Six Colors
Six Colors

by Jason Snell & Dan Moren

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By Stephen Hackett

The Hackett File: iCloud Pro

I recently spent some time thinking through and outlining the services I use for my data.

As a self-employed free agent, I have control of what services I use for my data. When we set up Relay FM, I knew we needed an email service that would allow us to use our own domain name, set up groups and provide contacts and calendars. We looked at three services:

  • Google Apps (now named G Suite, for some reason I cannot comprehend)
  • FastMail
  • Office 365

We went with Google Suite because it was easier to set up than FastMail and the admin tools were more powerful than what I saw at Office 365. The biggest reason for choosing G Suite was Google Drive. Myke and I would have ended up using it anyways, so having it within our business accounts was just a plus.

Of course, there are some people who will read this and have concerns about Google’s privacy policy. Some of those concerns are real, and some are FUD, but I know many nerdy folks who choose iCloud over Google for their personal data. As a business, I didn’t have that option.

iCloud is just not suited for professional accounts for several reasons.

The biggest is the lack of support for using your own domain. Sending emails to sponsors from an @icloud.com email address simply looks unprofessional. My company may only be comprised of two people, but I want every single aspect of it to be polished and professional.

Secondly, iCloud email isn’t as powerful as what Google offers. Apple does offer some server-side email filtering, but it is nowhere near as flexible as Google’s. I have nearly a dozen rules set up to send certain types of messages (such as show feedback) to certain folders so I can see it all in one place.

As a G Suite administrator, I have full control of the user accounts under my domain. If we had an employee who we needed to let go, I could change their password or revoke access to services quickly. If I need to set up a new group for something, it’s trivial to do so. iCloud lacks all of these tools. You can manage your own account, but even with a Family Sharing plan, the tools Google offers are far more relevant to dealing with corporate information.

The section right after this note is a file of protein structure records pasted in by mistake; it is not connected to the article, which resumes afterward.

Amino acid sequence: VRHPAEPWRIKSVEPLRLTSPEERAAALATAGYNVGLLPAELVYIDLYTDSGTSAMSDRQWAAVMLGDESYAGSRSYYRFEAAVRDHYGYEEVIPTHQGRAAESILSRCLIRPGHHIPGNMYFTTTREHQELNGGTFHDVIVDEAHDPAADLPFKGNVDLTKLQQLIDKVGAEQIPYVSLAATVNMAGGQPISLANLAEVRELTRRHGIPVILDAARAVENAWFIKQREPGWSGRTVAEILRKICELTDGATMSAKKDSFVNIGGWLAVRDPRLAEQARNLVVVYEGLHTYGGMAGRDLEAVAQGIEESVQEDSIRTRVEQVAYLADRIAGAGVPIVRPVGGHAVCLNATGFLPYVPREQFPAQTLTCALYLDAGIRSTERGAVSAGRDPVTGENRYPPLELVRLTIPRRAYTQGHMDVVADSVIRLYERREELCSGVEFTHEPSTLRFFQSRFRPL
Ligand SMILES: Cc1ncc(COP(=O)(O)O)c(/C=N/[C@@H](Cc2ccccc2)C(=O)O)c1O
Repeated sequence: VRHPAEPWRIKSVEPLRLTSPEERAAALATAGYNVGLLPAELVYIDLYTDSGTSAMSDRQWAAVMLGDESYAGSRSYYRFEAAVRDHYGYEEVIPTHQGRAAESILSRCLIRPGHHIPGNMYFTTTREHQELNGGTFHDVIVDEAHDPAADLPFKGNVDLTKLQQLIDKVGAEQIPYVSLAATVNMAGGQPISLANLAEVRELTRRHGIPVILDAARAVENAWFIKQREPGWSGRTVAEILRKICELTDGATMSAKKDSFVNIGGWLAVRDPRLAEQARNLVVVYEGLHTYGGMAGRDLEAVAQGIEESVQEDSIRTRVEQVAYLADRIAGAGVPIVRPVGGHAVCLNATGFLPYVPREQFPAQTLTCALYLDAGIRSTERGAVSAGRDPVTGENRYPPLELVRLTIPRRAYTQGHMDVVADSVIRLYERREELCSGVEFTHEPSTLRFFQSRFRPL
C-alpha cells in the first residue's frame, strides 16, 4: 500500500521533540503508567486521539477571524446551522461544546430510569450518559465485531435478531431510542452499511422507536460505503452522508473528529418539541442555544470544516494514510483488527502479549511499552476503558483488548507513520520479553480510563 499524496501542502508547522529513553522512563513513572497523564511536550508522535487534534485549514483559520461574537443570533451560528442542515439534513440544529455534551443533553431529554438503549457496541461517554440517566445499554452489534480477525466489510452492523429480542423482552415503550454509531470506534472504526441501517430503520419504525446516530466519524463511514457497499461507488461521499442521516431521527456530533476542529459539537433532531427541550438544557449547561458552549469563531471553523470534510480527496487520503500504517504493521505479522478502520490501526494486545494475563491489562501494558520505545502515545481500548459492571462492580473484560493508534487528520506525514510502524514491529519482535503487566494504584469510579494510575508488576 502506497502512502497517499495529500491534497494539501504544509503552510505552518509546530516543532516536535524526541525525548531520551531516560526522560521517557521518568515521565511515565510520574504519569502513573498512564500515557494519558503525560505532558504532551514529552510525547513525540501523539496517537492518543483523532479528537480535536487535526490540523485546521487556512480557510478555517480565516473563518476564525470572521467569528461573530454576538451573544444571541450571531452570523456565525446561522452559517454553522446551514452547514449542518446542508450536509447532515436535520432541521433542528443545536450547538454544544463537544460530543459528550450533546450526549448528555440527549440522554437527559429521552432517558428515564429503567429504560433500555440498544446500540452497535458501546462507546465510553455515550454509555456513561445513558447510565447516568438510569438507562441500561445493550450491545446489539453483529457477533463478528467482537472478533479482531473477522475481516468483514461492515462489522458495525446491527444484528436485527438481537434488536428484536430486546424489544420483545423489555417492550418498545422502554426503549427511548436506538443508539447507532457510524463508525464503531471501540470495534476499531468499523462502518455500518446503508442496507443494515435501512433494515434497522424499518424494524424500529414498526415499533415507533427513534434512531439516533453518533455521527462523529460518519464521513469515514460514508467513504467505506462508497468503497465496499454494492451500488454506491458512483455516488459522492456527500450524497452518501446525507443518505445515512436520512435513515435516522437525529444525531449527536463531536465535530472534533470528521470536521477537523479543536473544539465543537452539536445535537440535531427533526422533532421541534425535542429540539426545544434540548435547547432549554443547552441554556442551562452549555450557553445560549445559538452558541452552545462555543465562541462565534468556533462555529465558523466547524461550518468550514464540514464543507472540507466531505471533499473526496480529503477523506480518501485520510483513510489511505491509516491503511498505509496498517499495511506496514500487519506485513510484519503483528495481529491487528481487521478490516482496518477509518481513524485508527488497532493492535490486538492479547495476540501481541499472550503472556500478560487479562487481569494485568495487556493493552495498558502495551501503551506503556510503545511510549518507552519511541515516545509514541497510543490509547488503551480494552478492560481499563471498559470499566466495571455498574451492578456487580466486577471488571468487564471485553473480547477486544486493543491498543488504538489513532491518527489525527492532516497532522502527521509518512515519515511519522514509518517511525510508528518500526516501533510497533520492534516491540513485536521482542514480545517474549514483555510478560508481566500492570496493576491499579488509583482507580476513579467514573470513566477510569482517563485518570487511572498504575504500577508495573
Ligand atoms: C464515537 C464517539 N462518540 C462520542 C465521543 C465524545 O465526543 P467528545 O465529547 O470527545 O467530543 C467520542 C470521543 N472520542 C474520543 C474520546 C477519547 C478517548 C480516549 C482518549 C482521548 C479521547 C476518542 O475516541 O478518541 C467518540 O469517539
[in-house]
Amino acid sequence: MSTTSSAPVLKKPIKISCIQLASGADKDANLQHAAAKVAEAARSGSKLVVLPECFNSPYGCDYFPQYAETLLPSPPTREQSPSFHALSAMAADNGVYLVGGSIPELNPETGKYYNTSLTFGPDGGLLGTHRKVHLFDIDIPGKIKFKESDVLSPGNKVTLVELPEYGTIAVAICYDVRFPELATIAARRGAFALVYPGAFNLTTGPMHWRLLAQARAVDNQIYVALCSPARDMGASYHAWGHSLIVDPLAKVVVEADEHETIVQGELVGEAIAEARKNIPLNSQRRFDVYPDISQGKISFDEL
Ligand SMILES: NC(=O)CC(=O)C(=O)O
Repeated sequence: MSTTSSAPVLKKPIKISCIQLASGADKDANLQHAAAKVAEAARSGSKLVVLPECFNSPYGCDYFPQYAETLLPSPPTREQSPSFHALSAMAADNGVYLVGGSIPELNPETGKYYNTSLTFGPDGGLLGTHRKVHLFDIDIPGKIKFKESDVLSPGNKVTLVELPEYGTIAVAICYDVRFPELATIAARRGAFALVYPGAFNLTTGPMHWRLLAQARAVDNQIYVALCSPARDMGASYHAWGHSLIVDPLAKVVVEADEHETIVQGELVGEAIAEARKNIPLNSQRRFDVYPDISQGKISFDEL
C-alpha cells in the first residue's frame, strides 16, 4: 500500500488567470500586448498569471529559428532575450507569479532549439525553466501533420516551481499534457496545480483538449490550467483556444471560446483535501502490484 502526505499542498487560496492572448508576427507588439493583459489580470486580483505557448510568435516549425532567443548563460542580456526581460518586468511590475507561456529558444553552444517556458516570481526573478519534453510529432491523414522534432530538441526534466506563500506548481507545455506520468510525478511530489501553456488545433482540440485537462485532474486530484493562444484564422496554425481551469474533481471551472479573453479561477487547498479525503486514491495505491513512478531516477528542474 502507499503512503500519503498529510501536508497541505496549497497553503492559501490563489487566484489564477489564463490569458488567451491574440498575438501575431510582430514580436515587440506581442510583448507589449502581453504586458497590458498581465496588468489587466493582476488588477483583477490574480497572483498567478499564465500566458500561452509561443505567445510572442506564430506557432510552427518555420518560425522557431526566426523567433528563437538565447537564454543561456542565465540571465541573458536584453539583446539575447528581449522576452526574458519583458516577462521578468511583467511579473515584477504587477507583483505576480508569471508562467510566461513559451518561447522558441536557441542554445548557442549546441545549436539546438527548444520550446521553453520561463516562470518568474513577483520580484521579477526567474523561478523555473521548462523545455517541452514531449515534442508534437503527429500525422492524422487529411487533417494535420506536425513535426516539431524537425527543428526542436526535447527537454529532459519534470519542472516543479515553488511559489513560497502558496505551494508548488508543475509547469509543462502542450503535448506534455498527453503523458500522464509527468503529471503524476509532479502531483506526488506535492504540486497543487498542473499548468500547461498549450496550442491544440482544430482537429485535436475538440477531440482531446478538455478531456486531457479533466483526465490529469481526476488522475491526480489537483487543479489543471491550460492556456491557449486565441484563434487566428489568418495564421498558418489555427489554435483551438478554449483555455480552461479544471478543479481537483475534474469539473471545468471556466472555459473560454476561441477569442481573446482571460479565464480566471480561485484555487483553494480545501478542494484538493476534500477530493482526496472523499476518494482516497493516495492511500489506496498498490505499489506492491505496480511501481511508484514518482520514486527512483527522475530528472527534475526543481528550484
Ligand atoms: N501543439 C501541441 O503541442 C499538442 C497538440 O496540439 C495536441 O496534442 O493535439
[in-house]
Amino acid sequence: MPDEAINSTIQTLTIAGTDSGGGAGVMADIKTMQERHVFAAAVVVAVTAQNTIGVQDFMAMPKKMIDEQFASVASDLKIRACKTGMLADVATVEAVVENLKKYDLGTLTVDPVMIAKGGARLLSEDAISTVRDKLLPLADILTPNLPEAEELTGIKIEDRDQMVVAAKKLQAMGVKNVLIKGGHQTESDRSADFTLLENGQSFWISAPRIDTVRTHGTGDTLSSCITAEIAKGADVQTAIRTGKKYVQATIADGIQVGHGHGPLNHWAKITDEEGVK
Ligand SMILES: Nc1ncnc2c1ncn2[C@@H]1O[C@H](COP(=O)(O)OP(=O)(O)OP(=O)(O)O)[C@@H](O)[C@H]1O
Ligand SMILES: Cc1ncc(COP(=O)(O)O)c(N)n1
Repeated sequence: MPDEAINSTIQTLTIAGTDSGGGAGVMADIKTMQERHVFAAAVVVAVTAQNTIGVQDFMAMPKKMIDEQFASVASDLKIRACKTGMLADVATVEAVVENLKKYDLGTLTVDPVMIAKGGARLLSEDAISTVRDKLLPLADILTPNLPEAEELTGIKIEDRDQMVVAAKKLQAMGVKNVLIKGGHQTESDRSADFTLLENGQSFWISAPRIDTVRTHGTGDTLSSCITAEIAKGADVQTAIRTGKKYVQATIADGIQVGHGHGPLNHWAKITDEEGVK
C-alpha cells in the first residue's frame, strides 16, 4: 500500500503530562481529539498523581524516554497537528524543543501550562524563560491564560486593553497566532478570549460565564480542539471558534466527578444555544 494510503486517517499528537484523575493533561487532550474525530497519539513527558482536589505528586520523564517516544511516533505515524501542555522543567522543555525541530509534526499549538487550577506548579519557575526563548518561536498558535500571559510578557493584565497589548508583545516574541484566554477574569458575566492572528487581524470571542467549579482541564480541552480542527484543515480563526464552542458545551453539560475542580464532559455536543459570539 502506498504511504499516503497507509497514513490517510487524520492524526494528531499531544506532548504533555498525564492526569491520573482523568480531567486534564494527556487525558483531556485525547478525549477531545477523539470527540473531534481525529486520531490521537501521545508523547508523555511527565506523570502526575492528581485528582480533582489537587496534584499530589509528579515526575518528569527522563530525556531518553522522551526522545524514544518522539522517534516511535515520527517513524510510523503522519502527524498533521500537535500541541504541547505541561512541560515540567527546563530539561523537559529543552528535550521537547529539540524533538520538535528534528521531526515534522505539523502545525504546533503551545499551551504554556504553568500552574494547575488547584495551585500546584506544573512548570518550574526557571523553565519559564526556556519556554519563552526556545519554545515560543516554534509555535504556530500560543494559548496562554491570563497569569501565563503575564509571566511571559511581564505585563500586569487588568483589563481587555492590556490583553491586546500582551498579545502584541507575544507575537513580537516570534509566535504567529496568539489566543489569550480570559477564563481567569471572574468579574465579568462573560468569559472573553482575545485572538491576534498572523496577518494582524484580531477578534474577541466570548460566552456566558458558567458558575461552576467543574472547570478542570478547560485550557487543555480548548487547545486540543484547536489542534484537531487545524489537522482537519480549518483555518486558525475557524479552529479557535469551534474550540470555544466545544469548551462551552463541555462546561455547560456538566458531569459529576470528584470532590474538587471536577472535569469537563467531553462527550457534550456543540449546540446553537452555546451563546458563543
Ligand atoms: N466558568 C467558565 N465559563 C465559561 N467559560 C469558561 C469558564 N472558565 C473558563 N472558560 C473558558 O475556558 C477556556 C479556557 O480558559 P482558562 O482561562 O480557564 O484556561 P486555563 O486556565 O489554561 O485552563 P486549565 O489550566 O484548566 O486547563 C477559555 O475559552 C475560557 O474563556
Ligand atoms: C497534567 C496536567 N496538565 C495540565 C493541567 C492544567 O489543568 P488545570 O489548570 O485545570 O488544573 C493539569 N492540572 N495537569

As far as sharing information between accounts, things are a bit more murky. iCloud calendar sharing is far easier to understand and use than what Google offers, but contact sharing is easier with Google. Google Drive is much more powerful than iCloud Drive, which has no concept of sharing files whatsoever. There’s iWork.com, but I’ll be kind and just say that Google Docs wipes the floor with it when it comes to stability and usability.

I don’t blame Apple for making iCloud so consumer-focused. While it has changed names a couple of times since iTools, Apple’s online service has always been built for the individual who uses multiple Apple products. They’ve never seen the need to expand it to business users the way Google took Gmail and Google Calendar and added a bunch of stuff on top to make Google Apps.

However, I wish Apple would look at this. I’m not sure I would have chosen it over G Suite (again, Google Drive is a huge deal for Relay FM) but I think a lot of people would.

[Stephen Hackett is the author of 512 Pixels and co-founder of Relay FM.]


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